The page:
ma condition, hearing will Le destroy'4d
forever; nine case's out of ten are caused by
eatrrh, which is nothing but an indiamed
condition ot the mucous surfaces.
We will give On+ Hundred Dollars for
any cam- of Deataess teaused by eatetrrb)
that cannot be cured by ilhdl's Catarrh
Cre. Send for cirenlatrs. tree.
F.J CHENEY &' Co., Toledo, O.
' hL floinI : pil' nerited the meal
in ir respective graL d :
C .- )rb : W it : ic
I1T~l'R~imD u FOR MONTHS.
1 was t riur d for nine mo*uths with net
ti- ra.. I baud no r. ilt . I begun
taing Hood's Sarsgarma. Th , fir.t 1' "
ites rel',:1ieved' w.~r i.n!!" 1 co~ntiml:h 'it I--e
u iI \:..s eure~i. ) am t now :n !,rt
he : tan for year .,1 C y s:n, is sot
an.i smooth." .ir. L' V \. Ri- elow,
Hood' pi1s are i0 C'ly pils to take
with Hi,'A Sarsapari;:. A araggists.
HANDY ON HIS WAY HOME.
Comrnloner to th. iaris Exposition
Leave4 the Yrench Capital.
PRtas, Oct.. 23. - Major Moses- P.
Handy, the special commissioner of the
United States to the French Interna
tional exposition of 1900, who was seri
uusly ilU Thursday, has started for Havre
In a special compartment of the train.
Major Handy is accompanied by his
wife and Lieutenant A. C. Baker, his
assistant. Thence the party will sail
for Southampton and will start for home
The friends of the major say that
anxiety to complete his mission previ
ous to the reassembling of congress and
the final effort he made to attend the
banquet tendered him by the American
chamber of commerce on Wednesday
last, caused his break down.
The physician who was called to at
tend Major Handy found that the lat
ter's heart was affected, and that abso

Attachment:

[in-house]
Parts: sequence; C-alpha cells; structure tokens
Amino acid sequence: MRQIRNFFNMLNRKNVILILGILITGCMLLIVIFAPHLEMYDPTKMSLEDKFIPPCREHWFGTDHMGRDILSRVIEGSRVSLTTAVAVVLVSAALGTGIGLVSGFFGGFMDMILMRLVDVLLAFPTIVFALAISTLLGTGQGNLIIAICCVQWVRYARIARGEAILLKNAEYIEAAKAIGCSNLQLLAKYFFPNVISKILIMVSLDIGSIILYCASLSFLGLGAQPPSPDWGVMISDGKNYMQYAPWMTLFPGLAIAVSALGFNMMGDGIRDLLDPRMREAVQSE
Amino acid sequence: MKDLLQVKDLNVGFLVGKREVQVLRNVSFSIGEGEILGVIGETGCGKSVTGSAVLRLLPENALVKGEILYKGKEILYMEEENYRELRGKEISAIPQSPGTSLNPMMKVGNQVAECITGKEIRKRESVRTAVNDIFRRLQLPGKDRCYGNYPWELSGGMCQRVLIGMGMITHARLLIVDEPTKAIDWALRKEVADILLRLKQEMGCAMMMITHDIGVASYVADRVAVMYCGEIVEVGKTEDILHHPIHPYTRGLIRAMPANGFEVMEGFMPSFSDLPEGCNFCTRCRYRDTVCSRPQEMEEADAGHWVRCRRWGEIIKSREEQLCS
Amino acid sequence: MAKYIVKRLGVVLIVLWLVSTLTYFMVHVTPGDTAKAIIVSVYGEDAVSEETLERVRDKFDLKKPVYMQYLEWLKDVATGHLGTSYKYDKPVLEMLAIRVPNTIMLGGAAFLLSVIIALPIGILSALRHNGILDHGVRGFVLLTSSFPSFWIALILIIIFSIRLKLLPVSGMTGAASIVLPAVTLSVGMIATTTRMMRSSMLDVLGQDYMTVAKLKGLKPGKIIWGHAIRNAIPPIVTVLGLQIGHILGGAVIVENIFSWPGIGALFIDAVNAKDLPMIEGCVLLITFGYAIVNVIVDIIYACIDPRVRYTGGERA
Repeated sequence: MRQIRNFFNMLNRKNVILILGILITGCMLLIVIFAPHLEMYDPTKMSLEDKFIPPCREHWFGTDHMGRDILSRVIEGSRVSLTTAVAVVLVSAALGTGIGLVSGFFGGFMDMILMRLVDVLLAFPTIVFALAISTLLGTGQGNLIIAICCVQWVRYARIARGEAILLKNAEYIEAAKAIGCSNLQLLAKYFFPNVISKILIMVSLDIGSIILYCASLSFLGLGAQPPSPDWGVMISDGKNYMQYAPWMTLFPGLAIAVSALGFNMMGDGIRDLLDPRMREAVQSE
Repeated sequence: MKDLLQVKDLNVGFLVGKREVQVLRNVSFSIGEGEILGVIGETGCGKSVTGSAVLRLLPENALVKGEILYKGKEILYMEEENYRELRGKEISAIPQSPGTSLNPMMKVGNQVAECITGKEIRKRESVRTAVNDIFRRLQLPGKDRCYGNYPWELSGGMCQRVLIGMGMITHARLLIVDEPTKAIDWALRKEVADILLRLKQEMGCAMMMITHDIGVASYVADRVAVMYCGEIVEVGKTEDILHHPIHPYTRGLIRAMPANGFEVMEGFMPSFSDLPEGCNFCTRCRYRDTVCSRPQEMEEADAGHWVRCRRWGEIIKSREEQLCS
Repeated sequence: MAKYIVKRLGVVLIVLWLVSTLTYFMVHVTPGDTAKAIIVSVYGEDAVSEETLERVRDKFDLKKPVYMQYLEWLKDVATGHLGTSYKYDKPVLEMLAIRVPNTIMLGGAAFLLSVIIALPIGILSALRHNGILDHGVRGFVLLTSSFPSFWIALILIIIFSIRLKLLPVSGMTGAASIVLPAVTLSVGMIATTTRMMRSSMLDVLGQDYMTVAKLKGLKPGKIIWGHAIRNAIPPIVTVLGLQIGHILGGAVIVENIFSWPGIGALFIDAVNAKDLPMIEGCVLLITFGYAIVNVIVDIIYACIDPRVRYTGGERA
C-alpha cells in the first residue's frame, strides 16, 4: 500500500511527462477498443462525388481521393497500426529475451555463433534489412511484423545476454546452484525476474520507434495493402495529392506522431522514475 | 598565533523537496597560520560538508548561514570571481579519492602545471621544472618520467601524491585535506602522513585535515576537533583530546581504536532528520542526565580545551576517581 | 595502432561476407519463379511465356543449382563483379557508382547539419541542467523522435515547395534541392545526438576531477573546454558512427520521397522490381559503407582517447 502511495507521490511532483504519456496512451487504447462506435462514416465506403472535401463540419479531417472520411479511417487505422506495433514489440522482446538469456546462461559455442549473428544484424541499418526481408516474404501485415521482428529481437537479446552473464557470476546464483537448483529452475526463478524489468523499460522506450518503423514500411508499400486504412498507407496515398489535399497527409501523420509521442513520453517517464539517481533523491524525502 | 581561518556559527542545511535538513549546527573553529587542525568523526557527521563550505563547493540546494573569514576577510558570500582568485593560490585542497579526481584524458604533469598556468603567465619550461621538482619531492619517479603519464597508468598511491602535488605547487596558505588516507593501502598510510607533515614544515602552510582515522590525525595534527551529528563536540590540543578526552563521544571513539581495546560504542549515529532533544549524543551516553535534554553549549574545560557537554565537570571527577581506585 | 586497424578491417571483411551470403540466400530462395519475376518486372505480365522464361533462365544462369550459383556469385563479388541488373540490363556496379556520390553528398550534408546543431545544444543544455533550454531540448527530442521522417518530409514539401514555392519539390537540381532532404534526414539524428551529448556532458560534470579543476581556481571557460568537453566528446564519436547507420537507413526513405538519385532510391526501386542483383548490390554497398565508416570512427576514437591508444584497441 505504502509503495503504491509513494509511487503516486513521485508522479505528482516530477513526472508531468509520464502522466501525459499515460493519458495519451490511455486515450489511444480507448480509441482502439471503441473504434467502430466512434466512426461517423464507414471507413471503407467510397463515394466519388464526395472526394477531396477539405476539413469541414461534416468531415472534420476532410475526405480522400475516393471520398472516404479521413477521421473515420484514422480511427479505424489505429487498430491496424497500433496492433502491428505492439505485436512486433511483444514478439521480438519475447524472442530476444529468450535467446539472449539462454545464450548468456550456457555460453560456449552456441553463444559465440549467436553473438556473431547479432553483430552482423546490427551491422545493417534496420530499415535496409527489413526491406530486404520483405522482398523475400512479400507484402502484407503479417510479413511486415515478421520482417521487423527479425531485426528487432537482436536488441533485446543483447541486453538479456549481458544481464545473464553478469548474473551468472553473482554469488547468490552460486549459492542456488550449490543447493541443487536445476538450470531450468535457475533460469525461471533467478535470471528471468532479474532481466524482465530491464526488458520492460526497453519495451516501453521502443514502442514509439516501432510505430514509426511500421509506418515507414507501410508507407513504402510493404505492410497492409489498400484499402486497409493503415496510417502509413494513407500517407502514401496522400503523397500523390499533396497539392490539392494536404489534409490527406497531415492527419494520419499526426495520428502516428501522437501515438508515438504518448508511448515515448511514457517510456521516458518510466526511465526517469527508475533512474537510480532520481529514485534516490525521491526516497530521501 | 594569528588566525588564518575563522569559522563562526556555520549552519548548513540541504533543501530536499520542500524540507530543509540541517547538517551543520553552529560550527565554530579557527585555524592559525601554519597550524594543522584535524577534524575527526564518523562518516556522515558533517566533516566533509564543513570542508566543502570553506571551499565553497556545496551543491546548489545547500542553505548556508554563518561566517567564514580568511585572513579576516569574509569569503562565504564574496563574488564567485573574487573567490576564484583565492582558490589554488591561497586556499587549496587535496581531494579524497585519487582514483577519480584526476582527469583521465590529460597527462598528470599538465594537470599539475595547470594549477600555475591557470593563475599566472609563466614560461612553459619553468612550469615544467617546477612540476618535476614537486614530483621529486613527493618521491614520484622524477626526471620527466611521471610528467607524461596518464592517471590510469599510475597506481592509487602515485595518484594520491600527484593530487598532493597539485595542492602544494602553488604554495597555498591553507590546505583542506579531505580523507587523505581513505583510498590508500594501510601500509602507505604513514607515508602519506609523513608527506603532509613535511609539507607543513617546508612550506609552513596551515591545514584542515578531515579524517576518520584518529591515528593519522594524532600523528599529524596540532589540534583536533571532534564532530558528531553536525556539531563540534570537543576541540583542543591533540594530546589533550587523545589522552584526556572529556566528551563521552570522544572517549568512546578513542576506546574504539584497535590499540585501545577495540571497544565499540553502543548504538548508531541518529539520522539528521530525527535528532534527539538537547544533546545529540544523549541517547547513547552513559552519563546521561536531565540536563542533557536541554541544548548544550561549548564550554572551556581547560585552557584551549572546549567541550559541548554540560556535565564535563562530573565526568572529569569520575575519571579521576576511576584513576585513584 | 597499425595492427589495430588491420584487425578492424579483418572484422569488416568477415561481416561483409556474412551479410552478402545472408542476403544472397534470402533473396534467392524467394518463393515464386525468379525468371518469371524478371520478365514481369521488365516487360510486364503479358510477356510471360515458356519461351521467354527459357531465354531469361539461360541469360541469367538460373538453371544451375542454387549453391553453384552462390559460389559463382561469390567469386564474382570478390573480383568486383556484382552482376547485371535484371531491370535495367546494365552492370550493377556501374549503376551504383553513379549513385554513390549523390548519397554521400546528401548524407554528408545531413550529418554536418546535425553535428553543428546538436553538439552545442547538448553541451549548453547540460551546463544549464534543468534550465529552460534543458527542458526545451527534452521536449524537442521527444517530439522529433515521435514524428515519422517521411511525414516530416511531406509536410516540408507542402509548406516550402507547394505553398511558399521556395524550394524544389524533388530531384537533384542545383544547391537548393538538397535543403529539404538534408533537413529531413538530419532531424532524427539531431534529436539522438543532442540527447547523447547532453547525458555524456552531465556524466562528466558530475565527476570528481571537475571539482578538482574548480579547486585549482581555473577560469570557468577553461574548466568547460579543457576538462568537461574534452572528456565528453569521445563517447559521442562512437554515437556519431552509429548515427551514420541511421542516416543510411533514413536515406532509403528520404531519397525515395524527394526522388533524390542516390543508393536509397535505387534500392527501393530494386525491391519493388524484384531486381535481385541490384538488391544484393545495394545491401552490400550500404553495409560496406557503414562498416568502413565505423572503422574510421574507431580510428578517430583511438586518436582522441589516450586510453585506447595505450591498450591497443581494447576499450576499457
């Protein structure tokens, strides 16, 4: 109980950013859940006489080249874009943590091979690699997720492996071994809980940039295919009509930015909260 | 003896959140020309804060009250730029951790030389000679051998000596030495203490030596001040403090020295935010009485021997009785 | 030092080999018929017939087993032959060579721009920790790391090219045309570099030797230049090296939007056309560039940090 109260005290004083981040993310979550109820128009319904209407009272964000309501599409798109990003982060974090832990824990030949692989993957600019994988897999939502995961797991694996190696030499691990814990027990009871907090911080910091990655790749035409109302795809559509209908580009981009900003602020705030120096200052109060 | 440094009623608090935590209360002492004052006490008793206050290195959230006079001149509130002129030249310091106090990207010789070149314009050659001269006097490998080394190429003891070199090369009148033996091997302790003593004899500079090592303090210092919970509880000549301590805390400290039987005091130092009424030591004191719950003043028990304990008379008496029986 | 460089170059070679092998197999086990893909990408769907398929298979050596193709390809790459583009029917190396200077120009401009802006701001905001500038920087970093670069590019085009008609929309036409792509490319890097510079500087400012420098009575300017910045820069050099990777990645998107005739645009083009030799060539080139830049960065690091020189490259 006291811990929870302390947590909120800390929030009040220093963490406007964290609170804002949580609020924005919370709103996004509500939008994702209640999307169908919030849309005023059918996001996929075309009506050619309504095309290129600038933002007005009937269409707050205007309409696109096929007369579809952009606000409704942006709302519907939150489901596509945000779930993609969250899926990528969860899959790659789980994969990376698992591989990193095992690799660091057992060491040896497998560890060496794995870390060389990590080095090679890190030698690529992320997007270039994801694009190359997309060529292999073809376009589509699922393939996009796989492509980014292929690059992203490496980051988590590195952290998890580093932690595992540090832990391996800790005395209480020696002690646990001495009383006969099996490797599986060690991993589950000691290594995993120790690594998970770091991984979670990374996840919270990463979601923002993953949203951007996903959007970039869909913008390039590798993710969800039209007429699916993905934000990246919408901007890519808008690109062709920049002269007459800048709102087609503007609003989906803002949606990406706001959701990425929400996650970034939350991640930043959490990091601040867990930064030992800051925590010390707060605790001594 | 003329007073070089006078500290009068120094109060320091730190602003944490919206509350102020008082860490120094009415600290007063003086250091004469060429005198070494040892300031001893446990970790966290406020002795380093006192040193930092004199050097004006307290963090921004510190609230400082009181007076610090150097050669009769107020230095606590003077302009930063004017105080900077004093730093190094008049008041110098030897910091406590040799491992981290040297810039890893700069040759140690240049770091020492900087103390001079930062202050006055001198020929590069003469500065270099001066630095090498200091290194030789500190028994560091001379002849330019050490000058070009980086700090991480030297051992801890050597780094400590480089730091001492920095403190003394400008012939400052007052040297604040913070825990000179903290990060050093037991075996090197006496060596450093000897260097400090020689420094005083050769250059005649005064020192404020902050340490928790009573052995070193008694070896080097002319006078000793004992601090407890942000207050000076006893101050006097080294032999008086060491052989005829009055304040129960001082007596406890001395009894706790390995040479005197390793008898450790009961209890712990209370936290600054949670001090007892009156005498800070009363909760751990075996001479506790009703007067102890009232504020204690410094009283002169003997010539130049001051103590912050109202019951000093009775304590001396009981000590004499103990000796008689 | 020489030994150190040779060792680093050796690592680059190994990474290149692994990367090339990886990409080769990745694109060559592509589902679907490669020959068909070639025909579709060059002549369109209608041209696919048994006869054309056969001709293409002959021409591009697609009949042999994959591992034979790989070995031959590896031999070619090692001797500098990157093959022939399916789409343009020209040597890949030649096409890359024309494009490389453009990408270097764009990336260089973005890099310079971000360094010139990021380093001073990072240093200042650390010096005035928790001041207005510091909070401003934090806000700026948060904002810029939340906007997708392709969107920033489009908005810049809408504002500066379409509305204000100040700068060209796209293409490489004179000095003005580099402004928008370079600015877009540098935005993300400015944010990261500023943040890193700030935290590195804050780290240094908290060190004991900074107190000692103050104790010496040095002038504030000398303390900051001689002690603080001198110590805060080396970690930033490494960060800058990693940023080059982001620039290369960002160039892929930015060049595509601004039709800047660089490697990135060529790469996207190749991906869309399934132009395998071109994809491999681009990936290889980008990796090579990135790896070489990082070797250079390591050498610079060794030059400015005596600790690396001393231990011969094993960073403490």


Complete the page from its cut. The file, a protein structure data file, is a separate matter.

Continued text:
lute quiet is indispensable, though his
condition no longer causes serious ap
CONTROVERSY IS CLOSED.
"Los Miserables" riaced on the Elilibie
LLst of French Books.
PHILADELPHXa, Oct. :3.-The contro
versy over the use of Victor Hugo's
"Les Miserabies" in the Girls' High
school of this city, which has attracted
considerable attention, has been settled
by the placing of the work on the eligi
ble list of French books for the school.
At the secret meeting of the commit
tee having the matter in charge, the
abridged edition of the famous work,
edited by Professor Ferdinand de Sumi
chraste of Harvard university, was ac
cepted. This is the edition of "Les
Miserables" that Miss Dilcourt, instruc
tor of French at the Girls' Higix school,
recommended in the original. list she
asked for at the last meeting of the
committee, when the book was de
nounced and refused admission in the
She said at the time she intended this
edition to be used and no other, and
pronounced it a very lit book and de
clared that a classical course in French
could not be taught properly without it.
NEW CONSULS ARE NAMED.
President William MoKinley Makes Sev
eral More Appointments.
WAsHINooN, Oct. 23.-The president
has made the following appointments:
Consuls - John Howell Carioll of
Maryland, at Cadiz, Spain; Charles B.
Harris of Indiana, at Nagasaki, Japan;
William Wallace Mills of Texs, at Chi
hauhan. Mex; Oscar F. Williams of
New York, at Manilla, Philippine 18
lends; William Martin of New Yiork,
Ching Kiang, China.
Indian agents-John H. Sutherland,
at White Earth agency, Minn.; John
W. Harding, at Yankcon agency, S. D.
Colonel Peter C. Hains, corps of en
gineers, U. S. A., to be member of the
Nicaragrua canal commission.
Konert C. Schenck, to be assistant
paymaster in the navy.
Matthew B. McFarlane, coilsetor of
customs for the district of Tampa, Fla,
Hardships of the white P'ass.
CHICAGo, Oct. 23.-A letter was writ
ten to friends by H. J. Gregory, form
erly of Chicago, who left here for the
Alaskan gold fields in August, in which
is gIven some of the hardships of the
White pass. "There have beenl six sui
cides," he writes, "three hangings and
11 killings, besides a number of deaths
from exposure. It costs $1 to get a let
ter through to Skaguay and 10 cents to
get is miailed. lirices here are very
high. Flour at Lake Bennett brings
$60 per sack, bacon $1 per pound. beans
$1 per pound. Horsesboe nails bring
50 cents each. A pair of shoes will
bring any price you want to ask and
overalls bring $5i quick."
Presbyterian Synod stirred.
Nuw YoRK, Oct. 28.-The signature
of Rev. Dr. Charles Woodruff Shields
of Princeton to an application for a
liquor license for Princeton Inn threat
ened to completely disrupt the Presby
terian synod of New Jersey, which has
been in session at Plainfield. The fol
lowing resolution was adopted: "The
synod finds occasion to reiterate the